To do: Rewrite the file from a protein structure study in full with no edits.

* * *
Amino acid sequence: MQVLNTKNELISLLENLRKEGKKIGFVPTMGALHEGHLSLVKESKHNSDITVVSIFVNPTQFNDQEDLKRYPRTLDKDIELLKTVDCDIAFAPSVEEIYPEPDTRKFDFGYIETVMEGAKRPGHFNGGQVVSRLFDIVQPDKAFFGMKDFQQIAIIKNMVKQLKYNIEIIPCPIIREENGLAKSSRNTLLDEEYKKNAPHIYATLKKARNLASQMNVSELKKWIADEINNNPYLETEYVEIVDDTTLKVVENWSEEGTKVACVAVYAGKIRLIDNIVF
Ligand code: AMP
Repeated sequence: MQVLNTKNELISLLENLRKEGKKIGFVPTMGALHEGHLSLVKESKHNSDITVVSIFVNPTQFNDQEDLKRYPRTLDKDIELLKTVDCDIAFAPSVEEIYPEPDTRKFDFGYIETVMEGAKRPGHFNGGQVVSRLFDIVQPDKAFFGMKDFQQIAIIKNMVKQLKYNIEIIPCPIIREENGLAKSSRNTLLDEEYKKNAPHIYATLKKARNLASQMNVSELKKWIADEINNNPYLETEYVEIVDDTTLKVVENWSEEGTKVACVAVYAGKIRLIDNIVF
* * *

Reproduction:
Amino acid sequence: MQVLNTKNELISLLENLRKEGKKIGFVPTMGALHEGHLSLVKESKHNSDITVVSIFVNPTQFNDQEDLKRYPRTLDKDIELLKTVDCDIAFAPSVEEIYPEPDTRKFDFGYIETVMEGAKRPGHFNGGQVVSRLFDIVQPDKAFFGMKDFQQIAIIKNMVKQLKYNIEIIPCPIIREENGLAKSSRNTLLDEEYKKNAPHIYATLKKARNLASQMNVSELKKWIADEINNNPYLETEYVEIVDDTTLKVVENWSEEGTKVACVAVYAGKIRLIDNIVF
Ligand code: AMP
Repeated sequence: MQVLNTKNELISLLENLRKEGKKIGFVPTMGALHEGHLSLVKESKHNSDITVVSIFVNPTQFNDQEDLKRYPRTLDKDIELLKTVDCDIAFAPSVEEIYPEPDTRKFDFGYIETVMEGAKRPGHFNGGQVVSRLFDIVQPDKAFFGMKDFQQIAIIKNMVKQLKYNIEIIPCPIIREENGLAKSSRNTLLDEEYKKNAPHIYATLKKARNLASQMNVSELKKWIADEINNNPYLETEYVEIVDDTTLKVVENWSEEGTKVACVAVYAGKIRLIDNIVF